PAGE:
# Is the classical formula for kinetic energy wrong?

1. Nov 28, 2013

### seanhenley

Recently I have been troubled by several things which have been stated in my school physics classes, mainly concerning the classical kinetic energy formula and other formulae derived from it (as well as the 'Work Energy Theorem').

The classical formula for kinetic energy '(mv^2)/2' was first found by two lone french scientists in the early 18th century, with neither proof nor definitive experimental evidence for the key to this formula - the v squared coefficient. If one looks up the proof for this formula, there are several proofs to choose from. The problem with them all is that they utilise the 'Work Energy Theorem', which in itself uses the Kinetic Energy formula in its proof - it doesn't take much to realise something is wrong.

Consider this. In a friction-less environment, away from any gravitational influence, there is a rocket. It has an engine with an unlimited fuel supply (to keep mass the same) that is burning at a constant rate. Its rate of fuel consumption is constant (the chemical energy contained within it is being used at a constant rate), and therefore the engine is providing a constant force. This is where I am most likely to wrong in my deduction (if I am).

Therefore the energy transformed from chemical energy to kinetic energy can be said to be proportional to the force provided by the engine multiplied by the time it is running. Most importantly, neither the rate of fuel nor the force provided by the engine will change depending on how fast the rocket is moving. From this I get the formula:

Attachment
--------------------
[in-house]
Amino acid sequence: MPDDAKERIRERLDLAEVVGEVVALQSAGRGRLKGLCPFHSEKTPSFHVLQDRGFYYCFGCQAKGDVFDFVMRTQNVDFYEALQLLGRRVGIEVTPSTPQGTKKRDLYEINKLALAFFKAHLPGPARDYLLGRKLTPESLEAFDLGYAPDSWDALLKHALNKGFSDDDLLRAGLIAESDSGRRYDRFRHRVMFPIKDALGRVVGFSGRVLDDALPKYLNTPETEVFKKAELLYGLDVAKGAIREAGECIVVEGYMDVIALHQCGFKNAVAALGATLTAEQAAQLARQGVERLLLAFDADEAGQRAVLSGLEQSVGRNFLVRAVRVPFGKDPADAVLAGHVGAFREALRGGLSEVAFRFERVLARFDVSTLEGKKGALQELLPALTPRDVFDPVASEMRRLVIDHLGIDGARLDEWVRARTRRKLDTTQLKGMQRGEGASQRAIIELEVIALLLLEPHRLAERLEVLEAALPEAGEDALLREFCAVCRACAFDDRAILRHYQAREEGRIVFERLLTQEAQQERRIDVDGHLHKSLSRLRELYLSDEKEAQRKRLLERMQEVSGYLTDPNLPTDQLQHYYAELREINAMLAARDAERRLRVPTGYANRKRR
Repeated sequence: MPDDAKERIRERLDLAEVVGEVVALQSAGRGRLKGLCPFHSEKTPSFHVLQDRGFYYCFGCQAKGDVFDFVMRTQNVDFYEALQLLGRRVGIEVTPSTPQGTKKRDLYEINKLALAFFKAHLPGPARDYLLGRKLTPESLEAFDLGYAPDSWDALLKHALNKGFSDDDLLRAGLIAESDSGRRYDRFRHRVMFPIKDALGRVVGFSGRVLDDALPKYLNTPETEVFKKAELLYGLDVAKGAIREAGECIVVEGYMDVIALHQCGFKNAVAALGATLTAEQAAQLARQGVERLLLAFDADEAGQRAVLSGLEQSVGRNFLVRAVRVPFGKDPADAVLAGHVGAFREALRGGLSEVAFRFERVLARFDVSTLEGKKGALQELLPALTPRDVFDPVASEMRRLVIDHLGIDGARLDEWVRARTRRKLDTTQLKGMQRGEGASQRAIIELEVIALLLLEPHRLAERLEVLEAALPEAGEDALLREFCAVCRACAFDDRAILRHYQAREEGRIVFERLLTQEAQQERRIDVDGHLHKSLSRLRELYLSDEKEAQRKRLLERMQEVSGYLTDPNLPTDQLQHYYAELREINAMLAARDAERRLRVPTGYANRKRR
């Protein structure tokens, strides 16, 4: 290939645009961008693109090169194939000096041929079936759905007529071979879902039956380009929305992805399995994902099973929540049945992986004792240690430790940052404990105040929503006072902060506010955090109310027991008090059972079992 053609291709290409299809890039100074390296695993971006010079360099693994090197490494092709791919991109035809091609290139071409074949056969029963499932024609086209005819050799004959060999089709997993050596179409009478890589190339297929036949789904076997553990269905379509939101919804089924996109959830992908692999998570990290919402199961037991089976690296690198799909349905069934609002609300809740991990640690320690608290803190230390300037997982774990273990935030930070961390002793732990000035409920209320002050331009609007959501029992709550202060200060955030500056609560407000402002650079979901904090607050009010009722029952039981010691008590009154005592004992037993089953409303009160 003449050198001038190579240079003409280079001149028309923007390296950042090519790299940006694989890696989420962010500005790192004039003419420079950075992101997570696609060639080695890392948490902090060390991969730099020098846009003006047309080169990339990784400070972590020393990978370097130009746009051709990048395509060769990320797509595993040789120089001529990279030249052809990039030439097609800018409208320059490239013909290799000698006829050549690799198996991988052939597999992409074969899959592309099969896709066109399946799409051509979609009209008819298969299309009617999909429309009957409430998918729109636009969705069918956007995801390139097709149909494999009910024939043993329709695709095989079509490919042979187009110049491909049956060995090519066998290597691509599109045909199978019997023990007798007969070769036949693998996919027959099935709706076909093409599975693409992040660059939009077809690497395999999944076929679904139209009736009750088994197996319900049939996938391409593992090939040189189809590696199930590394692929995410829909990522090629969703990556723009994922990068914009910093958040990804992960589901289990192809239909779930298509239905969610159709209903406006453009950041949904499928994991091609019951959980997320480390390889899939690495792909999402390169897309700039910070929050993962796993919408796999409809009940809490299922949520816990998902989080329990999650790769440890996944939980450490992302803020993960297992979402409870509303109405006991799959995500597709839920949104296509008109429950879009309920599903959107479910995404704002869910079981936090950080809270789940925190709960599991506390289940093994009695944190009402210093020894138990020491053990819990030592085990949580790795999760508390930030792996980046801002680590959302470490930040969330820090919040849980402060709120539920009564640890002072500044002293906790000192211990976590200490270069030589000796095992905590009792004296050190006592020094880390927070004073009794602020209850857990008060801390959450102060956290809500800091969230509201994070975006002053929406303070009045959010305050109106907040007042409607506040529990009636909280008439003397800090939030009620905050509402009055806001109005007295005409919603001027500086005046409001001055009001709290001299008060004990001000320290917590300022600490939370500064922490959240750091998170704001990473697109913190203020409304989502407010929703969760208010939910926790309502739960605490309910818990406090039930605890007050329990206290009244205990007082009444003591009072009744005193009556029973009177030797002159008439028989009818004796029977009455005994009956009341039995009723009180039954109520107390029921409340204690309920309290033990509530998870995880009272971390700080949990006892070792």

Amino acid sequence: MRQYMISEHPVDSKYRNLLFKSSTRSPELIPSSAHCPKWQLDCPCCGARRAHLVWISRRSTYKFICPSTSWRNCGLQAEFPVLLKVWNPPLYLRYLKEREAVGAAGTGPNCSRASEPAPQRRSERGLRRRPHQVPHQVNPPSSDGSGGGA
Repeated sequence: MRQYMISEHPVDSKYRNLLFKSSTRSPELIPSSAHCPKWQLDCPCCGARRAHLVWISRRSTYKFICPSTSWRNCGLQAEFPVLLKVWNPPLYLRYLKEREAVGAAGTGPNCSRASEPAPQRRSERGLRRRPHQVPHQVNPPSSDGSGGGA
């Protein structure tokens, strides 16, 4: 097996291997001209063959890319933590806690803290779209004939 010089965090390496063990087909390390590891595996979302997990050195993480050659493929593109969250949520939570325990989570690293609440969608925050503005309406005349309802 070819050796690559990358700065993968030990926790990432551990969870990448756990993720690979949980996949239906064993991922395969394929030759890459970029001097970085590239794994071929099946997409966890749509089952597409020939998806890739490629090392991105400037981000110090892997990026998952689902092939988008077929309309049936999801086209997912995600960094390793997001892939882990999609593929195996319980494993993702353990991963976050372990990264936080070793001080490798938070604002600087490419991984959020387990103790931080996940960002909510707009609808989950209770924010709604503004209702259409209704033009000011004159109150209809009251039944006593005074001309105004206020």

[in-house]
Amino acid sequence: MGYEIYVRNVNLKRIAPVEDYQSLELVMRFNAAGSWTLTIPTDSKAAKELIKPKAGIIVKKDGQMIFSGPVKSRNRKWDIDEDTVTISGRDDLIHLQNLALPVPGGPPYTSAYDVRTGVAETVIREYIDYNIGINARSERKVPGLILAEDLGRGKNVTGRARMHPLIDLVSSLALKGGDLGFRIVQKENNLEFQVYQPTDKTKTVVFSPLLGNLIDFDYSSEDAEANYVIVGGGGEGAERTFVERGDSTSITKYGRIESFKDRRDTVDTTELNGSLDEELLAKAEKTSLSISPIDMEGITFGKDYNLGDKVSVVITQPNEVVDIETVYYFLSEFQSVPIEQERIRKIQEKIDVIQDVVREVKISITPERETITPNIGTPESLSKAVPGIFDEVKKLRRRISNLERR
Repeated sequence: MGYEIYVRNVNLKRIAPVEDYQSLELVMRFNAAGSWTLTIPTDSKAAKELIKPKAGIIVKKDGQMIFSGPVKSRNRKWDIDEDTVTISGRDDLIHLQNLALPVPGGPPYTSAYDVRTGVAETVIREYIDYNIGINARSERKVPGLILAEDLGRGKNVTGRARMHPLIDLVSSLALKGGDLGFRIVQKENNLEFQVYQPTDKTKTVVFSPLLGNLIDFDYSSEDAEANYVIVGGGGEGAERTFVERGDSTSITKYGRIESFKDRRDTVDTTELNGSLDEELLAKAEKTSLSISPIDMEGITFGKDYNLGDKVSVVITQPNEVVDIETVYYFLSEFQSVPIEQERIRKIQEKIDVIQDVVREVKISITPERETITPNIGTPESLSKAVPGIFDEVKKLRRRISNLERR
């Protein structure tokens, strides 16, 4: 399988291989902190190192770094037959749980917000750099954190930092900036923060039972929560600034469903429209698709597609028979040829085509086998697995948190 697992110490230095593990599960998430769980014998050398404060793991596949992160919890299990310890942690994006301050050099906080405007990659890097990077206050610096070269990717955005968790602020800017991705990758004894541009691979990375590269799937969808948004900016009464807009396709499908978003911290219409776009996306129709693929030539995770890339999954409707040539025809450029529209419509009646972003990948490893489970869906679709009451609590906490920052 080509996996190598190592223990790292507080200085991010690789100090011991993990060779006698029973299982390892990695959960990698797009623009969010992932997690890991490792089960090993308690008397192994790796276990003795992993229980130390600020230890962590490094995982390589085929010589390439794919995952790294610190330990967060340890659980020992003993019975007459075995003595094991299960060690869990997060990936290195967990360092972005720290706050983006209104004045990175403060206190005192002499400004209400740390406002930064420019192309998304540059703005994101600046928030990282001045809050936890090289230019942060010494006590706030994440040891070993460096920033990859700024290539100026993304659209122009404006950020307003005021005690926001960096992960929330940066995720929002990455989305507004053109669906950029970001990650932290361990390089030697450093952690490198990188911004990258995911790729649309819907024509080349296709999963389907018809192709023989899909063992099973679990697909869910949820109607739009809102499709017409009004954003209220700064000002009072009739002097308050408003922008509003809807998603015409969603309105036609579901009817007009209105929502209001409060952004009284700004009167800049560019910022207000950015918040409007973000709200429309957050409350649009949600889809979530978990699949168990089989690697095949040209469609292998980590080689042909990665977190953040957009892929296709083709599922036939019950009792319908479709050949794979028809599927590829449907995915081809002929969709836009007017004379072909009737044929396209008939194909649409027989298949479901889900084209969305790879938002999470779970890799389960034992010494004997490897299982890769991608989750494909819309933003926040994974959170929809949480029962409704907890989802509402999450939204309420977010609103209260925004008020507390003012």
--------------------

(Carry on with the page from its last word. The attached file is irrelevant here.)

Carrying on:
E (transformed)=f*t

Two other formulae which are well known and I assume are accurate:

F=ma
v=at

Simple algebraic manipulation will find that E=mat, and therefore E=mv

Mass*velocity, as we all know, is the formula for momentum, NOT kinetic energy. But what exactly is the difference? Why should kinetic energy be proportional to velocity squared and not just velocity. It just doesn't make any sense to me. Isaac newton thought the same, that the 'quantity of motion ' should be mv and not (mv^2)/2, and after all, momentum is conserved in all collisions, not kinetic energy, so surely the definitions should be reversed at least.

Anyway, I would like someone to tell me exactly where I have gone wrong in these deductions (if I have that is). If I have gone wrong, then I will at least understand why, and if I haven't, then why exactly has no one else noticed this?

2. Nov 28, 2013

### WannabeNewton

Energy is not force times time. That doesn't even make sense dimensionally. $[E] = \text{Joules} = \frac{kg\cdot m^2}{s^2}$ but $[F] = \text{Newtons} = \frac{kg\cdot m}{s^2}$ so $[Ft] = \frac{kg\cdot m}{s} = [p]$ where $p$ is momentum. In fact $Ft$ is a quantity called impulse and it is equal to the change in momentum. Note however that $[\frac{E}{d}] = \frac{kg\cdot m}{s^2} = [F]$.

3. Nov 28, 2013

### seanhenley